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Forres-based Orbex will be first to launch satellite from Sutherland space hub

By Garry McCartney

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An artist's impression of the Sutherland satellite launch pad.
An artist's impression of the Sutherland satellite launch pad.

A LOCAL business has been given a boost by the announcement that plans for a satellite launch site in Scotland have taken a giant leap forward.

Highland Council’s North Planning Applications Committee has approved plans by Highlands and Islands Enterprise (HIE) to build a vertical launch spaceport in Sutherland, meaning that small commercial satellites and launch vehicles designed and manufactured in Scotland could be heading into orbit from a Highland spaceport within the next few years.

And Orbex, the Forres-based space launch company, has confirmed that 'Orbex Prime' will be the first vertical launch vehicle to fly into orbit from the site, and has already signed six launch contracts.

Orbex CEO, Chris Larmour, said: "Highland Council’s approval of the spaceport is a landmark in the history of spaceflight in Europe and will place the area at the very heart of the European space launch industry. We look forward to becoming an integral part as we establish our own permanent team at the Space Hub."

An Orbex rocket in space.
An Orbex rocket in space.

Orbex's design and development work has continued throughout the coronavirus pandemic. A coaxial fuel tank is currently undergoing cryogenic testing, and the company recently signed a lease to install a new testing facility on the former RAF base at Kinloss. Orbex’s rocket engines have been progressing through performance tests while avionics and guidance systems are also being ground tested.

Several new starts have joined the Orbex team in recent weeks with more expected to join over the summer period. Orbex has also partnered with the UK Space Agency’s SPIN programme, offering long-term internships to give young engineers hands-on experience of launch vehicle design and production.

Highland Council’s decision will allow Orbex to complete detailed scoping of its own launch site installation and launch preparation team, creating full-time, permanent jobs. Recruitment is expected to start while the spaceport construction is underway.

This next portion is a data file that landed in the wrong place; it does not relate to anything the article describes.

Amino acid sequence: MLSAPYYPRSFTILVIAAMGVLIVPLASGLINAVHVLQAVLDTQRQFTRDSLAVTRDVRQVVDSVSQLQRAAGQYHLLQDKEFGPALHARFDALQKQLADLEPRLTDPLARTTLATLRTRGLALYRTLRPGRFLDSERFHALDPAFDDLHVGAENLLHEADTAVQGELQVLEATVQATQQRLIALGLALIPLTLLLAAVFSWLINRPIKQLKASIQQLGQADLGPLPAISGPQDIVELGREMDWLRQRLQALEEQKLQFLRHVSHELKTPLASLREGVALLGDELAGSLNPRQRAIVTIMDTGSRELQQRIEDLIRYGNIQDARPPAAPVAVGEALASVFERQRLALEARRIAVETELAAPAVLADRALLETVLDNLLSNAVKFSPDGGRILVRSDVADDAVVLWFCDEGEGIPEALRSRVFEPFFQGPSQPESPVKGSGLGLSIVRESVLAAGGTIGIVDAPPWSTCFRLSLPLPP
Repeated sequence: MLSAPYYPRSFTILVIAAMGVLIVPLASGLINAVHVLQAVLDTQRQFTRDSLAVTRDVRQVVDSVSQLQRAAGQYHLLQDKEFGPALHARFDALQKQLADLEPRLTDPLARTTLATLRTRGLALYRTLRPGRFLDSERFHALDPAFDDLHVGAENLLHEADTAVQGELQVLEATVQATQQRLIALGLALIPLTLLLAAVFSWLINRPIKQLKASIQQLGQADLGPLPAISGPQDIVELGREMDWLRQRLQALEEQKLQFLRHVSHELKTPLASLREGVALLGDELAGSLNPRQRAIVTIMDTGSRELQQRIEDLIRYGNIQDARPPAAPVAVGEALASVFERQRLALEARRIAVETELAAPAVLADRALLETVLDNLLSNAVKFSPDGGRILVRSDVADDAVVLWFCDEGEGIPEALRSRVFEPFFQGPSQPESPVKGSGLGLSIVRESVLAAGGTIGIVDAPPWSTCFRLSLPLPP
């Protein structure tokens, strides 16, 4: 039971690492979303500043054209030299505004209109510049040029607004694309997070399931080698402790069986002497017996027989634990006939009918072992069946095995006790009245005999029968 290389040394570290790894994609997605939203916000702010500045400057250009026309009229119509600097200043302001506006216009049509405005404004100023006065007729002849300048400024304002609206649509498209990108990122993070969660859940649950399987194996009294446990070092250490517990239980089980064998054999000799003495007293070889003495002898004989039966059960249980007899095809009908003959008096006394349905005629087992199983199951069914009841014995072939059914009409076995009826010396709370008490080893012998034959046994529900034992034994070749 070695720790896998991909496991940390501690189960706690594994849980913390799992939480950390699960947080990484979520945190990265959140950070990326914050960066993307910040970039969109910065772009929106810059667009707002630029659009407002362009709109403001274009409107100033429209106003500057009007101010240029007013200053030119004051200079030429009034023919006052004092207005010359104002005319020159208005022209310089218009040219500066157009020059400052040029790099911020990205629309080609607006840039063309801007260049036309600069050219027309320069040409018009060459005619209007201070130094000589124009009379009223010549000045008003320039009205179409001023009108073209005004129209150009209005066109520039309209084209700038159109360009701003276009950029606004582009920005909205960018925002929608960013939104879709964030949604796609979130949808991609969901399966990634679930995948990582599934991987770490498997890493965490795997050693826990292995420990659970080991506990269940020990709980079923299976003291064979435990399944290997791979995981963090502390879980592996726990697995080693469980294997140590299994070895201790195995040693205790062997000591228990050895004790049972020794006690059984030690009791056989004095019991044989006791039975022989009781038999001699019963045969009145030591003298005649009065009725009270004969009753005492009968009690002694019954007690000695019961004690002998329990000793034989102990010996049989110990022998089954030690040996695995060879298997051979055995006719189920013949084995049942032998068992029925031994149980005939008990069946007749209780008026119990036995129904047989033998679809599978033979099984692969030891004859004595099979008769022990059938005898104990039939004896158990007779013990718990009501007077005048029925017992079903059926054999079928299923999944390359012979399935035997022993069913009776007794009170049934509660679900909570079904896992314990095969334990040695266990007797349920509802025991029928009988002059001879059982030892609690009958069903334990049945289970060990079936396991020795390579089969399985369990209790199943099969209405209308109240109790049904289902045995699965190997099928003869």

Conceived and developed as an environmentally sustainable launch system, Orbex Prime will use renewable biofuels to deliver an ultra-low CO2 footprint. The Orbex vehicle is intended to be recoverable and re-usable, normally leaving no debris in the ocean or in orbit around the Earth.

In January, the European Space Agency awarded Orbex a contract under its Future Launchers Preparatory Program, covering further development of a near zero-mass reusability system which will allow Stage One boosters to be recovered and reused in multiple missions, further reducing the use of raw materials.

Orbex unveiling the state-of-the-art Prime rocket, with an engine which has been 3D printed at the Forres Enterprise Park.
Orbex unveiling the state-of-the-art Prime rocket, with an engine which has been 3D printed at the Forres Enterprise Park.

Director of business growth with HIE, David Oxley, also claimed the UK’s space ambitions present opportunity for the area.

He said: "A vertical launch spaceport is a key piece of the national jigsaw, along with the design and manufacture of satellites and launch vehicles, that will ensure Scotland can derive maximum economic benefits from this growing and exciting sector."

Space Hub Sutherland is proposed for area of peatland on the A’ Mhòine peninsula, around six miles from Tongue. Launch-related infrastructure will include a control centre, 2.5km of road and a launch pad.

In 2018, the board of HIE approved in principle a budget of £17.3m for the project, including contributions of £2.5m from the UK Space Agency, and £5m from the Nuclear Decommissioning Authority. The decision reflected the potential of the spaceport to drive the national growth of the space sector, including manufacturing and supply chain jobs and training opportunities. An economic impact assessment commissioned by the agency concluded that developing the spaceport could support around 250 high quality jobs in the Highlands and Islands.

Satellites launched from the Highlands will be used for Earth observation, including gathering data to monitor and address the effects of climate change around the world. The first launch could be as early as 2022. Once the spaceport is fully operational, it could host up to 12 launches a year.

A UK government spokesperson said: "Scotland is already a global hub for satellite manufacturing and the addition of commercial launch from the Highlands will bring new jobs and economic growth to local communities, while supporting businesses and supply chains across the whole of the UK. The UK government is committed to minimising the environmental impact of spaceflight activities and developing a new National Space Strategy which recognises the unique contribution of satellite technology to our understanding of global issues like climate change and providing essential environmental monitoring and data services."

The committee’s decision has been referred to Scottish Government ministers for review.

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